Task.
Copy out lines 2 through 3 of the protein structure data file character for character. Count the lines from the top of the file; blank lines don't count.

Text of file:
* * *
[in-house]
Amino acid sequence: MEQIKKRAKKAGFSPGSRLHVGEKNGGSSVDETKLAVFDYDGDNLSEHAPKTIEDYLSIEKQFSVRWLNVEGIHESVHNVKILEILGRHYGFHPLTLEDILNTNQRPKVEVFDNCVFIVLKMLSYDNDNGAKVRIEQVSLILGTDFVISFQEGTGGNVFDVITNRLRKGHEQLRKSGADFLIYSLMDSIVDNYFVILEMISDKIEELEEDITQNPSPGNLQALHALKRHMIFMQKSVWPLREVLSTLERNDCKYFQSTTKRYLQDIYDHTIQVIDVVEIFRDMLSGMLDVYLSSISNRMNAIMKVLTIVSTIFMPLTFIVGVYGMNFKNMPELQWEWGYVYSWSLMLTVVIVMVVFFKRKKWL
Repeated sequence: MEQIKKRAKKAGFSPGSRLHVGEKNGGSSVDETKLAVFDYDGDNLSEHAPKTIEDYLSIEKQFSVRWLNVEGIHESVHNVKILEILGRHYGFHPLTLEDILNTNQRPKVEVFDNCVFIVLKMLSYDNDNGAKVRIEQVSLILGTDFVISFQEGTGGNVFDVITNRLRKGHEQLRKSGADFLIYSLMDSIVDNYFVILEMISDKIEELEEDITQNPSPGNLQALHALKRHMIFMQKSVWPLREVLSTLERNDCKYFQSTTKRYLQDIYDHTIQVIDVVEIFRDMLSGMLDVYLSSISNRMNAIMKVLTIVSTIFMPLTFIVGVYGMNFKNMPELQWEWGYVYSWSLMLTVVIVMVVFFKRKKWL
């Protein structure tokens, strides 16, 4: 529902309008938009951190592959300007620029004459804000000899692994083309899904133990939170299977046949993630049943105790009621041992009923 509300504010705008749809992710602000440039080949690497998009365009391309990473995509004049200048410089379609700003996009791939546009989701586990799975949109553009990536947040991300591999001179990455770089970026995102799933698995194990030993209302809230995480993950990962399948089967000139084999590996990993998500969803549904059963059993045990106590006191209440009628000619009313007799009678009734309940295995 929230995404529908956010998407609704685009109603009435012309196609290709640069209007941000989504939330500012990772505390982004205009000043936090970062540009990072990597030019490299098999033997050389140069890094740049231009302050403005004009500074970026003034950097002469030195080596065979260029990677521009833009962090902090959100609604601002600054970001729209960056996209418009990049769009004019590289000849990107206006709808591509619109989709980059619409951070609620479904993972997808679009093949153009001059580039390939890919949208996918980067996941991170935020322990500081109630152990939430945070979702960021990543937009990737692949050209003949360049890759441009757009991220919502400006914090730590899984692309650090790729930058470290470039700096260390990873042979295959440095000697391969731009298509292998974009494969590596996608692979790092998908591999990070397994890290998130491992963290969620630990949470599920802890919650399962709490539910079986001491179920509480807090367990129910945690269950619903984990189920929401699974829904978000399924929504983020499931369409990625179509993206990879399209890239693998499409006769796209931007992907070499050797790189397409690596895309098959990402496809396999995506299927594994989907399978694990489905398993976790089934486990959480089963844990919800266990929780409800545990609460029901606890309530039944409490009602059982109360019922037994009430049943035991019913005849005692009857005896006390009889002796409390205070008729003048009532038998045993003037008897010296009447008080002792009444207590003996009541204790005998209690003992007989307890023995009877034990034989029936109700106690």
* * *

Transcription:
Amino acid sequence: MEQIKKRAKKAGFSPGSRLHVGEKNGGSSVDETKLAVFDYDGDNLSEHAPKTIEDYLSIEKQFSVRWLNVEGIHESVHNVKILEILGRHYGFHPLTLEDILNTNQRPKVEVFDNCVFIVLKMLSYDNDNGAKVRIEQVSLILGTDFVISFQEGTGGNVFDVITNRLRKGHEQLRKSGADFLIYSLMDSIVDNYFVILEMISDKIEELEEDITQNPSPGNLQALHALKRHMIFMQKSVWPLREVLSTLERNDCKYFQSTTKRYLQDIYDHTIQVIDVVEIFRDMLSGMLDVYLSSISNRMNAIMKVLTIVSTIFMPLTFIVGVYGMNFKNMPELQWEWGYVYSWSLMLTVVIVMVVFFKRKKWL
Repeated sequence: MEQIKKRAKKAGFSPGSRLHVGEKNGGSSVDETKLAVFDYDGDNLSEHAPKTIEDYLSIEKQFSVRWLNVEGIHESVHNVKILEILGRHYGFHPLTLEDILNTNQRPKVEVFDNCVFIVLKMLSYDNDNGAKVRIEQVSLILGTDFVISFQEGTGGNVFDVITNRLRKGHEQLRKSGADFLIYSLMDSIVDNYFVILEMISDKIEELEEDITQNPSPGNLQALHALKRHMIFMQKSVWPLREVLSTLERNDCKYFQSTTKRYLQDIYDHTIQVIDVVEIFRDMLSGMLDVYLSSISNRMNAIMKVLTIVSTIFMPLTFIVGVYGMNFKNMPELQWEWGYVYSWSLMLTVVIVMVVFFKRKKWL